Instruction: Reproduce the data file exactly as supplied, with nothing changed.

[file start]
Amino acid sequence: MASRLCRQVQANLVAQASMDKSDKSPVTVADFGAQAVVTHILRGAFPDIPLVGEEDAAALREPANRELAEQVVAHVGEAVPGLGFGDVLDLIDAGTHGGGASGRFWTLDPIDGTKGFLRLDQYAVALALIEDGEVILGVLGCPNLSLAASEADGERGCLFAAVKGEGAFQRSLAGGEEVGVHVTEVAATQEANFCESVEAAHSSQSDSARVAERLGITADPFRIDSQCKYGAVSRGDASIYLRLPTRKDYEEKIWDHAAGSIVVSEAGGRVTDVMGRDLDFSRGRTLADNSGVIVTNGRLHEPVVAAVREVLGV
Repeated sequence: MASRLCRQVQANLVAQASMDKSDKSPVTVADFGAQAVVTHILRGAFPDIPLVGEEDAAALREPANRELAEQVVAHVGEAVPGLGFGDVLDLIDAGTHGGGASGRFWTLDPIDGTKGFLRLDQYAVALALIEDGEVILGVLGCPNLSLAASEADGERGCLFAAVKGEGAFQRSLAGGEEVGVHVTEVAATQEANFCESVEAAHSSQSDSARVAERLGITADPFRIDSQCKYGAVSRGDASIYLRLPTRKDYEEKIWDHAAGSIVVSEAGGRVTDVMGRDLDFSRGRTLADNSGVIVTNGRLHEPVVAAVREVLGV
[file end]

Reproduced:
Amino acid sequence: MASRLCRQVQANLVAQASMDKSDKSPVTVADFGAQAVVTHILRGAFPDIPLVGEEDAAALREPANRELAEQVVAHVGEAVPGLGFGDVLDLIDAGTHGGGASGRFWTLDPIDGTKGFLRLDQYAVALALIEDGEVILGVLGCPNLSLAASEADGERGCLFAAVKGEGAFQRSLAGGEEVGVHVTEVAATQEANFCESVEAAHSSQSDSARVAERLGITADPFRIDSQCKYGAVSRGDASIYLRLPTRKDYEEKIWDHAAGSIVVSEAGGRVTDVMGRDLDFSRGRTLADNSGVIVTNGRLHEPVVAAVREVLGV
Repeated sequence: MASRLCRQVQANLVAQASMDKSDKSPVTVADFGAQAVVTHILRGAFPDIPLVGEEDAAALREPANRELAEQVVAHVGEAVPGLGFGDVLDLIDAGTHGGGASGRFWTLDPIDGTKGFLRLDQYAVALALIEDGEVILGVLGCPNLSLAASEADGERGCLFAAVKGEGAFQRSLAGGEEVGVHVTEVAATQEANFCESVEAAHSSQSDSARVAERLGITADPFRIDSQCKYGAVSRGDASIYLRLPTRKDYEEKIWDHAAGSIVVSEAGGRVTDVMGRDLDFSRGRTLADNSGVIVTNGRLHEPVVAAVREVLGV